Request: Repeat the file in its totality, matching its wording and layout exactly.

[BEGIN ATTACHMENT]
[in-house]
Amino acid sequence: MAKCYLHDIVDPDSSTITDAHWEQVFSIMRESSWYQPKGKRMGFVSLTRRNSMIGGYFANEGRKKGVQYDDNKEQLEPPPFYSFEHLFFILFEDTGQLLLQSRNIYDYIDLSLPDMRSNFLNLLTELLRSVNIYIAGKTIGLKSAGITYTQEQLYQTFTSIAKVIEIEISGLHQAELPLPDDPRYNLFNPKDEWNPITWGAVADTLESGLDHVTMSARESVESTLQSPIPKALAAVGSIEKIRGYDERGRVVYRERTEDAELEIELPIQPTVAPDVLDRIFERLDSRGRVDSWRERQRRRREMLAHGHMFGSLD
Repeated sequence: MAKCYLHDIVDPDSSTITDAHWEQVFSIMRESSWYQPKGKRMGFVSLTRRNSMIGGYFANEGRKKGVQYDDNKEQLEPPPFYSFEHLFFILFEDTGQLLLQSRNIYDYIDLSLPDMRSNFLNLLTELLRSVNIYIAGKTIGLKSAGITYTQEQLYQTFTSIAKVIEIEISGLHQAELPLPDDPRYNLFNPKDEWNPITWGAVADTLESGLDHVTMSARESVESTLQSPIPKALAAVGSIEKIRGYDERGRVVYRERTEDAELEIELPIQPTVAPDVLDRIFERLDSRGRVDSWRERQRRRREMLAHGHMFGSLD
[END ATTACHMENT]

[in-house]
Amino acid sequence: MAKCYLHDIVDPDSSTITDAHWEQVFSIMRESSWYQPKGKRMGFVSLTRRNSMIGGYFANEGRKKGVQYDDNKEQLEPPPFYSFEHLFFILFEDTGQLLLQSRNIYDYIDLSLPDMRSNFLNLLTELLRSVNIYIAGKTIGLKSAGITYTQEQLYQTFTSIAKVIEIEISGLHQAELPLPDDPRYNLFNPKDEWNPITWGAVADTLESGLDHVTMSARESVESTLQSPIPKALAAVGSIEKIRGYDERGRVVYRERTEDAELEIELPIQPTVAPDVLDRIFERLDSRGRVDSWRERQRRRREMLAHGHMFGSLD
Repeated sequence: MAKCYLHDIVDPDSSTITDAHWEQVFSIMRESSWYQPKGKRMGFVSLTRRNSMIGGYFANEGRKKGVQYDDNKEQLEPPPFYSFEHLFFILFEDTGQLLLQSRNIYDYIDLSLPDMRSNFLNLLTELLRSVNIYIAGKTIGLKSAGITYTQEQLYQTFTSIAKVIEIEISGLHQAELPLPDDPRYNLFNPKDEWNPITWGAVADTLESGLDHVTMSARESVESTLQSPIPKALAAVGSIEKIRGYDERGRVVYRERTEDAELEIELPIQPTVAPDVLDRIFERLDSRGRVDSWRERQRRRREMLAHGHMFGSLD